How to Cope After the Death of a Pet

Three Methods:Experiencing the Stages of GriefLeaning on Others for SupportPaying Tribute to Your Pet

For pet owners, the loss of a pet is more than just the loss of an animal, it’s also the loss of a friend and companion. It can be difficult to cope after the death of a cat, dog, or any other pet you owned and cared for.[1] You will likely experience the stages of grief and need to lean on the support of family and friends to help you move forward. You may also want to pay tribute to the memory of your pet as a way to process your emotions and honor your dearly departed pet.

Method 1
Experiencing the Stages of Grief

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    Be aware that everyone experiences grief in different ways. Grief is an intense process and often happens gradually. Everyone processes grief differently and there no “normal” timeframe from grieving so you may feel better after several weeks, months, or even after a year. Be patient and allow yourself to experience grief for your pet, as this is an important way to process the death of your pet.[2][3]
    • Though you may try to ignore the pain, this will likely only make it worse. Rather than bottle up your feelings and emotions, it can be more useful to allow yourself to go through the stages of grief and heal over time. You may experience several of the stages of grief or only a few of them, but whatever your grieving process is, it’s important that you let it occur and do not keep your emotions hidden or suppress your feelings of sadness and loneliness.
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    Try to avoid feeling guilty for the death of your pet. One of the initial stages of grief is feeling guilt and responsibility for the death of your pet. Try to avoid asking “what ifs” and thinking about “if only”. This will only make you feel worse and make it more difficult to move past your grief.[4]
    • Take the time to remind yourself that you are not responsible for the death of your pet and that the death of your pet was out of your control. If you believe in a higher power, you may pray on your pet’s death and talk to the higher power as a way to work through your feelings of guilt.
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    Confront your feelings of denial. Another initial stage of grief is denial, where you may feel like your pet is still alive. You may have difficulty coming home to not find your pet waiting for you or not having to put out dinner every night, like you usually do, for your pet. Rather than tell yourself your pet might still be alive somewhere, it’s important that you are upfront and honest about the reality of the situation. Denial of your pet’s death will make it more difficult for you to move past your pet’s death and cope.[5]
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    Release your anger in healthy ways. A key emotion in the grieving process is anger, which can be directed at the driver of the car that killed your pet, the illness that killed her, or the vet who “failed” to save your pet’s life. Though your anger may feel justified, holding on to it can lead to feelings of resentment and rage, which will only make you feel worse in the long run. Anger can also distract you from resolving your feelings of grief and cause you to hold onto your grief, rather than release it and start to heal.[6]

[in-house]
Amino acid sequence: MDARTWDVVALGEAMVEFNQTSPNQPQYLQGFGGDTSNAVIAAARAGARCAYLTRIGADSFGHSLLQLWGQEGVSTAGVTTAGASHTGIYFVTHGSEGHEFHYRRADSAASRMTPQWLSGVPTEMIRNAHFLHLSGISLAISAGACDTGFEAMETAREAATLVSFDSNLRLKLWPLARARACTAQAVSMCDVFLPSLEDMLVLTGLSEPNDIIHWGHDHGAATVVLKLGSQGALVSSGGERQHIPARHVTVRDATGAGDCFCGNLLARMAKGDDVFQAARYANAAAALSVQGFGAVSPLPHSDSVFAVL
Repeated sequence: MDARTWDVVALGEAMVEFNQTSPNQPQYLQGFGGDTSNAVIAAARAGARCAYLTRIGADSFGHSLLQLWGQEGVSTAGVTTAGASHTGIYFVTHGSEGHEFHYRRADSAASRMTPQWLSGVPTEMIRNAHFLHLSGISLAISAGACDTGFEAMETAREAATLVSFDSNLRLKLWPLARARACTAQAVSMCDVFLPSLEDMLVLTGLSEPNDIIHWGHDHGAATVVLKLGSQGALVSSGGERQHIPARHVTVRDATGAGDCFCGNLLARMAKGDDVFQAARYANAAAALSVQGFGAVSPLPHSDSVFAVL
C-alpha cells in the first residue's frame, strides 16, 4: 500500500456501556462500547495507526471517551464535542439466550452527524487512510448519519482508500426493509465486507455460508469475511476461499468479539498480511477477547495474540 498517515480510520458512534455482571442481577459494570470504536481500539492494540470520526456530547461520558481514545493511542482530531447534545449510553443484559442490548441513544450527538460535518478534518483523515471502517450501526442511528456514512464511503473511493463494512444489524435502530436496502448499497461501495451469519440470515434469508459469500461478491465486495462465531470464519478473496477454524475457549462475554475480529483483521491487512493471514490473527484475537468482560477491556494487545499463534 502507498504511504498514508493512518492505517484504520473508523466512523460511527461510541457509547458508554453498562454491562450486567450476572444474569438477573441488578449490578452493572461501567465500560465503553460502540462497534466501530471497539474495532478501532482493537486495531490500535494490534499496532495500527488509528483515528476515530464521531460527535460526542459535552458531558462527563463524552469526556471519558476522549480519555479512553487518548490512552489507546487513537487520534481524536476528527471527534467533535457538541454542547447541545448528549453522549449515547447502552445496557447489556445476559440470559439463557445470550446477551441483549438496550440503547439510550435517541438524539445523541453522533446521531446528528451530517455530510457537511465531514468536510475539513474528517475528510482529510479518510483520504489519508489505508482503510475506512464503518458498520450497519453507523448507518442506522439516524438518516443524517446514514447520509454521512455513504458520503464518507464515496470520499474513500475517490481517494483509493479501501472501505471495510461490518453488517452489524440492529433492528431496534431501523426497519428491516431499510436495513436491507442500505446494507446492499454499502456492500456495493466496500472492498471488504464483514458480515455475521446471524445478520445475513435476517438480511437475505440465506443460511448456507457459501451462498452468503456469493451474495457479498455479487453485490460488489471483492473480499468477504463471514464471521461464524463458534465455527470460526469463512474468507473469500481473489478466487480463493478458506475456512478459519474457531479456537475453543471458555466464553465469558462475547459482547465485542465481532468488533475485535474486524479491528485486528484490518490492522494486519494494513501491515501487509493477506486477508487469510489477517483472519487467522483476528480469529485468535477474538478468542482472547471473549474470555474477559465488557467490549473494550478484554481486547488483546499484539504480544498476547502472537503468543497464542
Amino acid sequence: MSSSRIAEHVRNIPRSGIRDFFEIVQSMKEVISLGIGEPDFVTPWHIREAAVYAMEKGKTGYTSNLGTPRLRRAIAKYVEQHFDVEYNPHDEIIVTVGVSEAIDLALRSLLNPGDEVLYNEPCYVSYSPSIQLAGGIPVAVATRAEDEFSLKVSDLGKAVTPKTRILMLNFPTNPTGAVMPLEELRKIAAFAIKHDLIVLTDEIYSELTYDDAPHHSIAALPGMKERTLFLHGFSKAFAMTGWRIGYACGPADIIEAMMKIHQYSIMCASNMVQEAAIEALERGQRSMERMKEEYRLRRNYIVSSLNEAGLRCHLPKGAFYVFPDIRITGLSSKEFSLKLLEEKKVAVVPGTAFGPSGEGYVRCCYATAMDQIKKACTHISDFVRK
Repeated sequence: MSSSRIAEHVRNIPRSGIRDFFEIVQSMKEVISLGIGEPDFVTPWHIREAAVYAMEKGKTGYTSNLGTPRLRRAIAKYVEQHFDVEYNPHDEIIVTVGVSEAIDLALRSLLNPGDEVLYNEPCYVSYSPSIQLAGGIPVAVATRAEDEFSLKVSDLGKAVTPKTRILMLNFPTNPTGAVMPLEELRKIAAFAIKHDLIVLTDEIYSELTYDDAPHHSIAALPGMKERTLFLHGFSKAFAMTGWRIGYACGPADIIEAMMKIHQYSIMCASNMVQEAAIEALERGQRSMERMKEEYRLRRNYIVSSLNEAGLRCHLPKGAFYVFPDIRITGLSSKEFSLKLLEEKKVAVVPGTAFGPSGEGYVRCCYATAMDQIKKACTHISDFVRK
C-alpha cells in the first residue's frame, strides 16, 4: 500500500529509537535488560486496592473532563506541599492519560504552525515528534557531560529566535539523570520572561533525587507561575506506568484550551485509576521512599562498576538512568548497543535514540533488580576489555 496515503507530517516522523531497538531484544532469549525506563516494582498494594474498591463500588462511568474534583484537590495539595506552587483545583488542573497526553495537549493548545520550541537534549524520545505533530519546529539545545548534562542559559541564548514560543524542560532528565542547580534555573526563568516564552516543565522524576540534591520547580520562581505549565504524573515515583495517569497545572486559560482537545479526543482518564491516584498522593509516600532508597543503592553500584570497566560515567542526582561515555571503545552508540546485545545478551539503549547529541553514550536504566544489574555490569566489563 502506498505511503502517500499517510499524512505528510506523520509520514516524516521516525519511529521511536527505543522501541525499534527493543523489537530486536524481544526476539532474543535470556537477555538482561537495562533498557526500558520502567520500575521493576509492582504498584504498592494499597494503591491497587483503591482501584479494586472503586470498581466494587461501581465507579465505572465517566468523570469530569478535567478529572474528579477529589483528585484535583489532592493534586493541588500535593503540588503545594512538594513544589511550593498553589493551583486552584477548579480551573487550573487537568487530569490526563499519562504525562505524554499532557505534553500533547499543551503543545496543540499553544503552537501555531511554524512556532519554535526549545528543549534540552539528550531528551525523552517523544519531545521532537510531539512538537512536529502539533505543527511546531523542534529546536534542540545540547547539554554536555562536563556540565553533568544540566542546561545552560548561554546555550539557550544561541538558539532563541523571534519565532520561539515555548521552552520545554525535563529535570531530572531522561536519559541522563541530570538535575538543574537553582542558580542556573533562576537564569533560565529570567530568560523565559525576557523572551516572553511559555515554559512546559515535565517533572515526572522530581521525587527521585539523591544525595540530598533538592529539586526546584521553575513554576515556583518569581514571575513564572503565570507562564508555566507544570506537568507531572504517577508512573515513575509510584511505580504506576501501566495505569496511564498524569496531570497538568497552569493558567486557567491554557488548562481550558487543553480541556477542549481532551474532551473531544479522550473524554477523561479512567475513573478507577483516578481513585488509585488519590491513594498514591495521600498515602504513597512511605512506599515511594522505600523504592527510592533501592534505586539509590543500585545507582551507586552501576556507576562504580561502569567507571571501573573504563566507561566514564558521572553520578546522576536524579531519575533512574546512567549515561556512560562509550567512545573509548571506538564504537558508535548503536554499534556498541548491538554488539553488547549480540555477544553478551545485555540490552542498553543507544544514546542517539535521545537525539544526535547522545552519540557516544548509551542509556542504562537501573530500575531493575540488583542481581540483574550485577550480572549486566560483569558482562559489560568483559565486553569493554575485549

• Releasing your anger in a healthy way may mean leaning on the support of your family and friends, or focusing on self-care, where you do activities that make you feel good like hiking outdoors, doing a creative project, or socializing with good friends. Think of activities that can help you to release your anger in a way that feels useful and healthy, rather than destructive and painful.
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    Let yourself feel sad but fight off depression. A natural symptom of grief is feelings of depression, which can leave you feeling powerless to cope with your emotions. While it is healthy and important that you let yourself feel sad about the death of your pet, feeling depressed can cause you to feel worn out, lonely, and isolated.[7]
    • Fight off feelings of depression by leaning on friends and family, occupying your time with activities you enjoy doing, and spending time creating a tribute for your pet. Focus on trying to work through your feelings of sadness so they do not develop into feelings of depression.

Method 2
Leaning on Others for Support

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    Share your feelings and emotions with family and friends. Rather than keep your grief to yourself, do not be afraid to share your feelings with close family and friends. If a friend offers to stop by for a visit, say “yes”, even if you do not feel like talking to someone. Simply sitting with a sympathetic friend and talking about trivial things can make you feel less lonely and isolated. Reach out to your family and try to see them more often, as they can offer comfort and kind thoughts that can help you remember your pet fondly and process your grief.[8]